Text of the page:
Mark Growden grew up listening to Motown in a logging town in the Sierra Nevada Mountains, started singing in his father's church, and discovered death metal in his teen years. A few years ago, Growden picked up accordion and banjo, not your typical singer/songwriter instruments, but Growden isn't your usual songwriter. His mash-up of influences makes his music dark, angular, and introspective, with a skewed vision all his own. On Sand, the arrangements may be built around Growden's banjo, but his foray into country and folk fulfill his stated desire of twisting traditional forms into peculiar new shapes.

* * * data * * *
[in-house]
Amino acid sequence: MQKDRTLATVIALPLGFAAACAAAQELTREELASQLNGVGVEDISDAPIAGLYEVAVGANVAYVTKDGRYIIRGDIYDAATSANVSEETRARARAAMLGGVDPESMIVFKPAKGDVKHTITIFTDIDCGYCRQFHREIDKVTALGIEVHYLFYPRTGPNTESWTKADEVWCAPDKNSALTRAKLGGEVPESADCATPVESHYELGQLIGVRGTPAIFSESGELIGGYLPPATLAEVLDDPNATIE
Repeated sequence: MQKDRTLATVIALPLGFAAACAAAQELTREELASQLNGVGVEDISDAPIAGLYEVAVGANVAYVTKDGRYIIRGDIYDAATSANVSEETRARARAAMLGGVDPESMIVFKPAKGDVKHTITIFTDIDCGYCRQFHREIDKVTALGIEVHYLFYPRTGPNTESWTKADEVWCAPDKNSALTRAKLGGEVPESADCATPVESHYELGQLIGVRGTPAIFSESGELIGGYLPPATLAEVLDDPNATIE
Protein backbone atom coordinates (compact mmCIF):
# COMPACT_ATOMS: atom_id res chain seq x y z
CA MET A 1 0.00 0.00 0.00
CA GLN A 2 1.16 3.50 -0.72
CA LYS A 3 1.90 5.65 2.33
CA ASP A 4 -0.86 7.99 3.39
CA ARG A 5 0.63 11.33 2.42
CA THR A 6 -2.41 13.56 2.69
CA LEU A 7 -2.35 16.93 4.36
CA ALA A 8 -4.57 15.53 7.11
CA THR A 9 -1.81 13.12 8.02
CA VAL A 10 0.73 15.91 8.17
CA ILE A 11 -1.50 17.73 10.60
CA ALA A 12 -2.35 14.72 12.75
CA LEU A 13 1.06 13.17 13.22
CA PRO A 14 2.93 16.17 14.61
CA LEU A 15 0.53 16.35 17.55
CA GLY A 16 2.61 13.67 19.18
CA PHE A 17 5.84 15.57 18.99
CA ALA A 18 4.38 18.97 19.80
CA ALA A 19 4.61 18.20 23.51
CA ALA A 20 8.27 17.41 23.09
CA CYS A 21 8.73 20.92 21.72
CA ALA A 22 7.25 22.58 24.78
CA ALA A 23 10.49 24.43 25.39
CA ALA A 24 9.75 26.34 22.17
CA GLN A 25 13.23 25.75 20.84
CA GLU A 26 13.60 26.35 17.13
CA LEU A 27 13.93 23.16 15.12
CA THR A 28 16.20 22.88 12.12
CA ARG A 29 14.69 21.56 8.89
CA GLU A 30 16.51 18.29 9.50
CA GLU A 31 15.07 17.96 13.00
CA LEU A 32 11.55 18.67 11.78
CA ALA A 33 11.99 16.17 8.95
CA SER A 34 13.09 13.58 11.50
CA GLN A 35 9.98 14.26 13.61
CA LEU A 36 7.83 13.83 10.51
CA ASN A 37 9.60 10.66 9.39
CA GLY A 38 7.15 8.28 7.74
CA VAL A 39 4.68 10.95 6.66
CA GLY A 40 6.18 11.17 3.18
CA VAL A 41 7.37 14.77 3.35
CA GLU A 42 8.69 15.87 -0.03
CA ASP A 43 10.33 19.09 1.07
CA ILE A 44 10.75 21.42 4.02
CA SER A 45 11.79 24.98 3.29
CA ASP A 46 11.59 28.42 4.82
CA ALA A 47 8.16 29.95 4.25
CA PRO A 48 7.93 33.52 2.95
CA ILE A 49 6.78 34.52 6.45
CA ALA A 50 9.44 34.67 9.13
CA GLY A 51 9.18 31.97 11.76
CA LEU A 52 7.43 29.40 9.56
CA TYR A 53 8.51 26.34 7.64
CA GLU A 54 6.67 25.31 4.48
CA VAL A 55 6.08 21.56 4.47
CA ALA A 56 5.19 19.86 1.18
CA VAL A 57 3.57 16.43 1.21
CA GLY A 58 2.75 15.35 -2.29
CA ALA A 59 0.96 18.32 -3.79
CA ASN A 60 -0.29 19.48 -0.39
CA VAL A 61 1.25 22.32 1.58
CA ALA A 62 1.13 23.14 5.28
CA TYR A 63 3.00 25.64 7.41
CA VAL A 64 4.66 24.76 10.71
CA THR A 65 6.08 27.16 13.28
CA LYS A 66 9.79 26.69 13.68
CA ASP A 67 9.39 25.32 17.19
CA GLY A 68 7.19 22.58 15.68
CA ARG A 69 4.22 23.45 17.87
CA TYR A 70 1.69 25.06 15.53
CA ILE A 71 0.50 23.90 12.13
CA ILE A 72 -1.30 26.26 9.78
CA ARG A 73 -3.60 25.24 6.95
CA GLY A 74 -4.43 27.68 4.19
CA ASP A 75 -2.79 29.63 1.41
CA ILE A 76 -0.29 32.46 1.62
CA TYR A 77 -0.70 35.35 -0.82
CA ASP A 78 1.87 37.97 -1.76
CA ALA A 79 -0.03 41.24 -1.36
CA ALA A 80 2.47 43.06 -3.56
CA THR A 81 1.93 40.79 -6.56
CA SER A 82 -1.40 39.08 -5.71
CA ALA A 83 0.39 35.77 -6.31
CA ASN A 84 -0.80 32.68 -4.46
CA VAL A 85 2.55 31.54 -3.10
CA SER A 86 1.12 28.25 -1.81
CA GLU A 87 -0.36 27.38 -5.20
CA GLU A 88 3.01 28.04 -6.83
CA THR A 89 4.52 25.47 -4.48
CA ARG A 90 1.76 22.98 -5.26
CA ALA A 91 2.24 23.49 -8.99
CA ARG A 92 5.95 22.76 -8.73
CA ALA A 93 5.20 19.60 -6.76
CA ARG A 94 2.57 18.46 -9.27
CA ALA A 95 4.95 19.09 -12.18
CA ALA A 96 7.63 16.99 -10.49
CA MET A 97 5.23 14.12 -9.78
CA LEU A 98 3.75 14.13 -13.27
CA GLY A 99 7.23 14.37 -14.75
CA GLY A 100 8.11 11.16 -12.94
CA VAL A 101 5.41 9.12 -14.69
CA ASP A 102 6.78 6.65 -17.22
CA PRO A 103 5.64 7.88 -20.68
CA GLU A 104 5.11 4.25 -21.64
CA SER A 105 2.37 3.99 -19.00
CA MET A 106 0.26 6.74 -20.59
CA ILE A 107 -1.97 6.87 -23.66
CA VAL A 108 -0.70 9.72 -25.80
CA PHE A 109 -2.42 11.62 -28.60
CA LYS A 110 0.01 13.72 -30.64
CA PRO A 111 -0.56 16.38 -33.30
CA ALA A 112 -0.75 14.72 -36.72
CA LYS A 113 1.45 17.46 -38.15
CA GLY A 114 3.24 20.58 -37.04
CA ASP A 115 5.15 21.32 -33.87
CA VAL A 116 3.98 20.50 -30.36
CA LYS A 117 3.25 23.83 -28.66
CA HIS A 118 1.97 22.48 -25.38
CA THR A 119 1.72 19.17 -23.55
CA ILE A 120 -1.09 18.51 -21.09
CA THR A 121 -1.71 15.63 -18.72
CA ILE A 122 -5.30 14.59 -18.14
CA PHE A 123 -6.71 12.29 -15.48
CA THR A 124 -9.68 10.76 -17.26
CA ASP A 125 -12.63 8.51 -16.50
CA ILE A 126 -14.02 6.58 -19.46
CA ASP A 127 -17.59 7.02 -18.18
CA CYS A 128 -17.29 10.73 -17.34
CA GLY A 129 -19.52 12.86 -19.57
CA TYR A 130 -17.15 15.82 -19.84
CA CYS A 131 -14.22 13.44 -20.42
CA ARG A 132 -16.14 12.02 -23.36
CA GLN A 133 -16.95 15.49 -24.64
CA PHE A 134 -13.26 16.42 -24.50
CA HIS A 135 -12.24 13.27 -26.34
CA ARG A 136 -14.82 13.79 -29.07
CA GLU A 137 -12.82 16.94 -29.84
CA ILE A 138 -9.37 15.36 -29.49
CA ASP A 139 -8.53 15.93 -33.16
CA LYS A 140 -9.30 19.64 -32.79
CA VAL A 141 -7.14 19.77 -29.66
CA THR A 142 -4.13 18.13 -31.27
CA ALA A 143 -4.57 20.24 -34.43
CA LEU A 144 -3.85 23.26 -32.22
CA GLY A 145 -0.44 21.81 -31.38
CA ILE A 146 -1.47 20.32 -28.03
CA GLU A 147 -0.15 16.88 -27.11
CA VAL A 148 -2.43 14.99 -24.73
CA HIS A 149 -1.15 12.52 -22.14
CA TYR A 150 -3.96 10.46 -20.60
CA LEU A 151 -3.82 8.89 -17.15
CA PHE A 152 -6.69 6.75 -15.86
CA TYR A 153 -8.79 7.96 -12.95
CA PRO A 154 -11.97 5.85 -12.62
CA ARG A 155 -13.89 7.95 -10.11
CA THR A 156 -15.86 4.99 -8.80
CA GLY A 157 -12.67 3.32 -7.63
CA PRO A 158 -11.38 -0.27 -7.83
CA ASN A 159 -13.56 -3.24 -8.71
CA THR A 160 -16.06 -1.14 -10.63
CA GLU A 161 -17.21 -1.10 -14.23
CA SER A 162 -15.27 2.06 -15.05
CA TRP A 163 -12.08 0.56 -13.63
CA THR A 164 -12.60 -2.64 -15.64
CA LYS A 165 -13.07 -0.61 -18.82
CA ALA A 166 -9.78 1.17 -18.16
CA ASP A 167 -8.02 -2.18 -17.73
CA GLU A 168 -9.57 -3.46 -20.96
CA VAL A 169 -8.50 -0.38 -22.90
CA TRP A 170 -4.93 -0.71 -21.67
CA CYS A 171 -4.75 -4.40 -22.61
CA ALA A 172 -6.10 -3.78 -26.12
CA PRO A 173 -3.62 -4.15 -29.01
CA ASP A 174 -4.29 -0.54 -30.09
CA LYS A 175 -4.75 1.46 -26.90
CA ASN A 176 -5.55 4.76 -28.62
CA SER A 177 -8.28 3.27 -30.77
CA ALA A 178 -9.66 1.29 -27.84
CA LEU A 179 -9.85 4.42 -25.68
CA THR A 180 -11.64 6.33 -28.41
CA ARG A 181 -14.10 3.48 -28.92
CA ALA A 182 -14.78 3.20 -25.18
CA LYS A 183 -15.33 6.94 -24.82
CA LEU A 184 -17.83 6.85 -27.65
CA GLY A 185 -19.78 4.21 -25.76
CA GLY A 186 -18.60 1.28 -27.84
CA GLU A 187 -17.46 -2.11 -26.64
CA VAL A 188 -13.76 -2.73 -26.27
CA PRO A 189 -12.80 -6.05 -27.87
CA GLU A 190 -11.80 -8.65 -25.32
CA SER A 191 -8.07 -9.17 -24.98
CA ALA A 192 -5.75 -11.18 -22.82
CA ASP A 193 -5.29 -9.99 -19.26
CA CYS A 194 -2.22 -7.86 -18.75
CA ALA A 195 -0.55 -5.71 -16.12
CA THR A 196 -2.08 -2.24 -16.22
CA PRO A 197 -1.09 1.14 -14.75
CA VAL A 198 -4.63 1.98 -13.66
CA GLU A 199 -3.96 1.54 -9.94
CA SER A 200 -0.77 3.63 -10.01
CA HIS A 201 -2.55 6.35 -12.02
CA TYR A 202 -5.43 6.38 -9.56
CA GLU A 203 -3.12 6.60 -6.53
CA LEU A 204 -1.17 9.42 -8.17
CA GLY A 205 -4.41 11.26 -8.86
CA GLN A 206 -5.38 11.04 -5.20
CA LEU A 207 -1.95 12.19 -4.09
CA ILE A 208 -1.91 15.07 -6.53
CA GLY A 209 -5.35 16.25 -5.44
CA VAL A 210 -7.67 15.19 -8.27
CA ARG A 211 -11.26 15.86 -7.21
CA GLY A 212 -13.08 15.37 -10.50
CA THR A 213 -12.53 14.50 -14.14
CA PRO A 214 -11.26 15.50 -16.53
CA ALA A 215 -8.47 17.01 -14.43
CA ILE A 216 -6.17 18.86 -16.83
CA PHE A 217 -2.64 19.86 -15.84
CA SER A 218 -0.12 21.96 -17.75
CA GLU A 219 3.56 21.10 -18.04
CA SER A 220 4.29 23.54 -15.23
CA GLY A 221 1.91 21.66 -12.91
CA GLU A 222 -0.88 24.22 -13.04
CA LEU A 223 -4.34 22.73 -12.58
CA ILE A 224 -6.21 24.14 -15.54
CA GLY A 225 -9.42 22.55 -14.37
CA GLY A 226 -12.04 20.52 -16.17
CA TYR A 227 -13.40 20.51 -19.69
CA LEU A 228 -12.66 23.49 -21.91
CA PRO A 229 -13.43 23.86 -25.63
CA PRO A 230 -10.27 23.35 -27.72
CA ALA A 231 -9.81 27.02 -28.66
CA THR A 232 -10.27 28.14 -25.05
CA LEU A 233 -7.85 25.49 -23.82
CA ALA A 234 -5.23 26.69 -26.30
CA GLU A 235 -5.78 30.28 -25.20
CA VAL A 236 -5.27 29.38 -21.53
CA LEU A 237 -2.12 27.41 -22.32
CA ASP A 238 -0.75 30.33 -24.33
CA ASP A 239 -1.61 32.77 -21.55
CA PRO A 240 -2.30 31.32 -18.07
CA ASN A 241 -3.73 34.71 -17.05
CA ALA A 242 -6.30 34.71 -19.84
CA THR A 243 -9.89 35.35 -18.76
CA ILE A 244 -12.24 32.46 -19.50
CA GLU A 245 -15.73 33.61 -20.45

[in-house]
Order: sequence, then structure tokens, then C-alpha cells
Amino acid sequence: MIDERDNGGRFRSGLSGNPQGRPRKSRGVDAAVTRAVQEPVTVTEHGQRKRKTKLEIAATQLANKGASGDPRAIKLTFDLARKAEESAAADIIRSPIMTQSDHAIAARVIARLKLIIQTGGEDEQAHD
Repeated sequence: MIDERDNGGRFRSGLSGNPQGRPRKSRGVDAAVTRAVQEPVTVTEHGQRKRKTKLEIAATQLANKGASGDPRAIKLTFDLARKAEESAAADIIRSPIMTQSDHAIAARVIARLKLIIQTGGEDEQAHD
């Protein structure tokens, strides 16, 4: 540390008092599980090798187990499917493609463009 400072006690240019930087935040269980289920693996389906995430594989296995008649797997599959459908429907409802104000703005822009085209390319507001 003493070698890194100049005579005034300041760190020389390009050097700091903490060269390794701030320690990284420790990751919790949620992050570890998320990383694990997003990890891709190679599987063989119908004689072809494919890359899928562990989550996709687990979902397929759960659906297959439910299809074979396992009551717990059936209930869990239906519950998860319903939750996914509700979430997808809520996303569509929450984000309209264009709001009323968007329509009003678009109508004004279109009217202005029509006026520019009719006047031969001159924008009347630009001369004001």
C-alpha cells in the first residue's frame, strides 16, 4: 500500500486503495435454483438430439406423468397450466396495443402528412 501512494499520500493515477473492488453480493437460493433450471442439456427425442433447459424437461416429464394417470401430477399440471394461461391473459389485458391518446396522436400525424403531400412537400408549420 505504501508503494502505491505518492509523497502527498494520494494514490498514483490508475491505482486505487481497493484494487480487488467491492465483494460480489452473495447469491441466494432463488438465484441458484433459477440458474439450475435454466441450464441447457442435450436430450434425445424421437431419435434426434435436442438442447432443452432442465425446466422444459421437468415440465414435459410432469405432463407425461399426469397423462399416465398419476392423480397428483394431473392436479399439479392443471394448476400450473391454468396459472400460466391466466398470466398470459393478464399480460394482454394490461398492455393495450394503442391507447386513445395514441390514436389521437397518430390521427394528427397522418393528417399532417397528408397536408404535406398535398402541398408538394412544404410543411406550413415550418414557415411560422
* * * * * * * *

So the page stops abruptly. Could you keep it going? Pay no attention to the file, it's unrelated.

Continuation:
This approach is especially noticeable on the covers he tackles. His raw vocals and sinister lyrics ramp up the drama on "John Hardy," he sings Janis Joplin's "Mercedes Benz" to the tune of the "Star Spangled Banner," and transforms Aretha Franklin's "I Never Loved a Man (The Way I Love You)," a lament about hopeless love, into "You Ain't Never Been Loved (the Way I Love You)," a snarling country blues that sounds like the testimony of an out-of-control narcissist. His originals are just as upsetting. "Killing Time" uses sparse imagery and a weeping dobro to describe a small town slowly being destroyed by the economic downturn, while the glum rolling melody of "Bones" augments Growden's plaintive complaint of lost love. "Settle in a Little While" is a jaunty, bluegrassy tune, and it's easily the most exuberant song on the album. But Growden's manic vocals give this seemingly happy excursion a hint of disaster. (Porto Franco)
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